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WASHINGTON (Reuters) - The U.S. offshore drilling chief on Thursday said he would be "stunned" if no new deepwater drilling permits were approved during the first half of year, as he pledged to push forward with reforms despite industry opposition.
Michael Bromwich, head of the Interior Department's Bureau of Ocean Energy Management, pushed back at critics who say that new agency regulations will block deepwater exploration for much of the year.
He called predictions that no new deepwater exploratory permits would be issued for the Gulf of Mexico before the third quarter "unduly pessimistic."
"I would be stunned if it took that long," Bromwich told reporters after delivering a speech at the Center for Strategic and International Studies.
Oil firms and Republicans say rules imposed after the BP oil spill have led to permitting delays that threaten domestic oil output and the nation's offshore drilling industry.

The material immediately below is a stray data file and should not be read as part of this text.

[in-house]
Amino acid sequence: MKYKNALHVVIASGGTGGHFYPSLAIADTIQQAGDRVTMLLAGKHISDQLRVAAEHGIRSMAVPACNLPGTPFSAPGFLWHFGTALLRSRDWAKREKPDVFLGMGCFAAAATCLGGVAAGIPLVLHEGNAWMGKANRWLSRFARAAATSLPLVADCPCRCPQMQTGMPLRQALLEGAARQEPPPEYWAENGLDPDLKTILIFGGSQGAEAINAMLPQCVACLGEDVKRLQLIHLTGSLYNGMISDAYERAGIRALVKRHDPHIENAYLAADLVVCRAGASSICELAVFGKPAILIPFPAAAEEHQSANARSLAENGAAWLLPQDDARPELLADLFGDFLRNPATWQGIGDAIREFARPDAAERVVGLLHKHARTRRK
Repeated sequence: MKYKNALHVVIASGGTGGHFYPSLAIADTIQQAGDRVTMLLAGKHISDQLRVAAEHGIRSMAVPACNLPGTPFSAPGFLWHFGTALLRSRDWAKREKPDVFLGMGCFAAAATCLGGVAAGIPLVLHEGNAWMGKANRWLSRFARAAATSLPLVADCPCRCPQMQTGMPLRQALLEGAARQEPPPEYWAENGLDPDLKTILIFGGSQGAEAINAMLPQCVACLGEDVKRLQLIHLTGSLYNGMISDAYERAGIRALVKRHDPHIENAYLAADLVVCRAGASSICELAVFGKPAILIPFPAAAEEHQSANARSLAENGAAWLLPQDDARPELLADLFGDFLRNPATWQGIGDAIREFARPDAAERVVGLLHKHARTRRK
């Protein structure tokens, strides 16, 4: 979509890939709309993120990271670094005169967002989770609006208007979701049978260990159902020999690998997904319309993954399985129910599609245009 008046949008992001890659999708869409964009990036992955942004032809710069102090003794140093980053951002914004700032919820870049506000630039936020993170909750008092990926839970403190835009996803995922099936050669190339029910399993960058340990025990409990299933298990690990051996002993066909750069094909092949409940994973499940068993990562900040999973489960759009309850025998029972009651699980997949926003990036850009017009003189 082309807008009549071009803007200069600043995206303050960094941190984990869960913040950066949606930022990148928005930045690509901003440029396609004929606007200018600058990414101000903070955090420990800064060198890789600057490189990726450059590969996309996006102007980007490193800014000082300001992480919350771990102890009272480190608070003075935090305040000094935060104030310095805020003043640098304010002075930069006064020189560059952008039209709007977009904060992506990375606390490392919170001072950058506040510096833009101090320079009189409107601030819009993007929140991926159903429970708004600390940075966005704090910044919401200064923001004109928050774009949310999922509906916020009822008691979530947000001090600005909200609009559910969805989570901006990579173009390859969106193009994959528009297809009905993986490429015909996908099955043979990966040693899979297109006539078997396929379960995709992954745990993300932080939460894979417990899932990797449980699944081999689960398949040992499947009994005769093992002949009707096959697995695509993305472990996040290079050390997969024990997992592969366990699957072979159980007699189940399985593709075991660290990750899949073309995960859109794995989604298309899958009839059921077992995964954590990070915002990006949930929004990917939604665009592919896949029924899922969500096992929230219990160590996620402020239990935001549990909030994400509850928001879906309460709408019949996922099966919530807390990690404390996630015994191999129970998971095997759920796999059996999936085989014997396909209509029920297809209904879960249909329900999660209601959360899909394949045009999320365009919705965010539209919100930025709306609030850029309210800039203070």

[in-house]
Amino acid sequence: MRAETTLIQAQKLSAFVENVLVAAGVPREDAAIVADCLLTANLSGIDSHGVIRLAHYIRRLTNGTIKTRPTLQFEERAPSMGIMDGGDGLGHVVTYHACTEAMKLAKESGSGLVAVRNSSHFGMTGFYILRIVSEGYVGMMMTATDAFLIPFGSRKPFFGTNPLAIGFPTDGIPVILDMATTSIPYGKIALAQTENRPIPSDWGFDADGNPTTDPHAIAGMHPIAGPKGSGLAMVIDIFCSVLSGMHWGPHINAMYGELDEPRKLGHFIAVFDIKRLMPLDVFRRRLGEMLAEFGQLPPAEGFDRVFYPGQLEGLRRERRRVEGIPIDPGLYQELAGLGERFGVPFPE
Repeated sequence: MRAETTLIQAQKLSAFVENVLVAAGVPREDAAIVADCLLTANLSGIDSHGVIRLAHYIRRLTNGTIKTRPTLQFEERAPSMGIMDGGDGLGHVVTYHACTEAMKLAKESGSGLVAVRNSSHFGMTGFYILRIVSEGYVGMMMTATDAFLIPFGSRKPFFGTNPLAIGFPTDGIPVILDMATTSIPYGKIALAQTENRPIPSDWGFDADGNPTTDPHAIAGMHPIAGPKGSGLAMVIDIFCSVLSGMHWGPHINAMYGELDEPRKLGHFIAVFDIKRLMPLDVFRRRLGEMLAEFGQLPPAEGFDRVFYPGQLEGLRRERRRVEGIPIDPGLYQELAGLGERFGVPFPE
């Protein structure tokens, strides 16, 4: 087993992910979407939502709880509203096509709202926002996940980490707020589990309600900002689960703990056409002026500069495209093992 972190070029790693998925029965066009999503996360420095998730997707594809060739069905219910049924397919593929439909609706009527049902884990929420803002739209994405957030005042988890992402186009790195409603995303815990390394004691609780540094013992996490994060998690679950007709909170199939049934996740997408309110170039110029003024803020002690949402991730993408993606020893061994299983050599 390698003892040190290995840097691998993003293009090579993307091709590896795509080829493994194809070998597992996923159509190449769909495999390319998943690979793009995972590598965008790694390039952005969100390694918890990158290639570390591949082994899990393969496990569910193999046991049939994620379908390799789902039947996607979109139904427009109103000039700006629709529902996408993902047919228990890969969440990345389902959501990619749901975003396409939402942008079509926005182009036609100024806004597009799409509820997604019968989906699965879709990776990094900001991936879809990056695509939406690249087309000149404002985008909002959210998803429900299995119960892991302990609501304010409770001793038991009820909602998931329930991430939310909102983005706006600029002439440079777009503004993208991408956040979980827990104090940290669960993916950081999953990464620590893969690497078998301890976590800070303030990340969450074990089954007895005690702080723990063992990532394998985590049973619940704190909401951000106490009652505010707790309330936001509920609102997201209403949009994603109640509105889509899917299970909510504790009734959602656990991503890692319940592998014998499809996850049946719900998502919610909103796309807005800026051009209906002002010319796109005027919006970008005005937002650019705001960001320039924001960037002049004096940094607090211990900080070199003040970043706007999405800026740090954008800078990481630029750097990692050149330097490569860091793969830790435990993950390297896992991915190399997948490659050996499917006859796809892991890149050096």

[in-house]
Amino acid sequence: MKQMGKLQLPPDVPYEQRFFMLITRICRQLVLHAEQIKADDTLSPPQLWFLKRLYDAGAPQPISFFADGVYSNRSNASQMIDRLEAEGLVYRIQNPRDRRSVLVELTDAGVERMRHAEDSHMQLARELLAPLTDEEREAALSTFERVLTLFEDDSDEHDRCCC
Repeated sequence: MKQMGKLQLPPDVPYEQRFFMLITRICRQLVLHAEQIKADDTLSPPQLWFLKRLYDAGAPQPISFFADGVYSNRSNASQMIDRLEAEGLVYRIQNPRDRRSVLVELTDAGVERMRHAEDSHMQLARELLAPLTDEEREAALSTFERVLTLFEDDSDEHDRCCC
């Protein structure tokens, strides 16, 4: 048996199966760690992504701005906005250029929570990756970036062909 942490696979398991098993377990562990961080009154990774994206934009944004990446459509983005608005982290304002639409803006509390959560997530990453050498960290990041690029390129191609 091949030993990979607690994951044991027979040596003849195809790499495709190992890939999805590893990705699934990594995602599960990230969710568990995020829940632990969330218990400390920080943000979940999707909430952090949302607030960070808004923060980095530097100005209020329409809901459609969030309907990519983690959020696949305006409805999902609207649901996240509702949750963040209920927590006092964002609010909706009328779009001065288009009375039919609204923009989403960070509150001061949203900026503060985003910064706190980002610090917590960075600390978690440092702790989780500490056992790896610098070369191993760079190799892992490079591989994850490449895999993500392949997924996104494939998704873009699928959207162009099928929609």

"Permitting on deepwater wells needs to begin as soon as possible," said Erik Milito of the American Petroleum Institute in a statement. "While continued vigilance on safety is essential, the time has come to get back to work producing the energy the nation needs."
No new exploratory deepwater permits have been approved since the agency lifted its drilling ban last October.
While his department is working on making sure companies are not subjected to needless delays, Bromwich said it is unlikely permitting will ever return to its pre-spill pace.
At the same time, Bromwich said his department is considering a number of options to expand enforcement for offshore drilling.
His agency is weighing raising penalties for rule violators, as well as possibly considering companies' safety records before awarding new drilling leases.
"The current enforcement framework, which permits maximum fines of only $35,000 per day, per incident, is patently inadequate to deter violations," Bromwich said.
Congressional action would be needed to make "more meaningful" changes to that enforcement framework, Bromwich said.
Bromwich's comments come on the heels of the release earlier this week of the White House oil spill commission's final report, which called for a complete overhaul of the nation's offshore drilling regulations.
While the agency is still reviewing the commission's report, Bromwich said many of the changes being made at the agency address concerns raised by the White House panel.
Editing by Marguerita Choy